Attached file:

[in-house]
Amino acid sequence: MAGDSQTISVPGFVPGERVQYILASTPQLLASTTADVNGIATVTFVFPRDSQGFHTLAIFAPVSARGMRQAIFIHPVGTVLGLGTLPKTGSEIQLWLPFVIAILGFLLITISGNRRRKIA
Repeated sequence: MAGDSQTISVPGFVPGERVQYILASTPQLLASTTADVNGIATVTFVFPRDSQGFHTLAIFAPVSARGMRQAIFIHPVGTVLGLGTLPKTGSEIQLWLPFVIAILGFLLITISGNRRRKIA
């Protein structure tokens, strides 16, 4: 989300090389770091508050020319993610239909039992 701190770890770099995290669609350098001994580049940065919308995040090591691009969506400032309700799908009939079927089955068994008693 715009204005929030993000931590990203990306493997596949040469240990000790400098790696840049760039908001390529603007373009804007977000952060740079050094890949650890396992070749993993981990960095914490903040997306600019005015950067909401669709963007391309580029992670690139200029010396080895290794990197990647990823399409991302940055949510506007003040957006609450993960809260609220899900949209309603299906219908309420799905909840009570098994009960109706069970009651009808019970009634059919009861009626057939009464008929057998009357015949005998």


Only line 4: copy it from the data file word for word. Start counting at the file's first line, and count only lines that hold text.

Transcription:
């Protein structure tokens, strides 16, 4: 989300090389770091508050020319993610239909039992 701190770890770099995290669609350098001994580049940065919308995040090591691009969506400032309700799908009939079927089955068994008693 715009204005929030993000931590990203990306493997596949040469240990000790400098790696840049760039908001390529603007373009804007977000952060740079050094890949650890396992070749993993981990960095914490903040997306600019005015950067909401669709963007391309580029992670690139200029010396080895290794990197990647990823399409991302940055949510506007003040957006609450993960809260609220899900949209309603299906219908309420799905909840009570098994009960109706069970009651009808019970009634059919009861009626057939009464008929057998009357015949005998």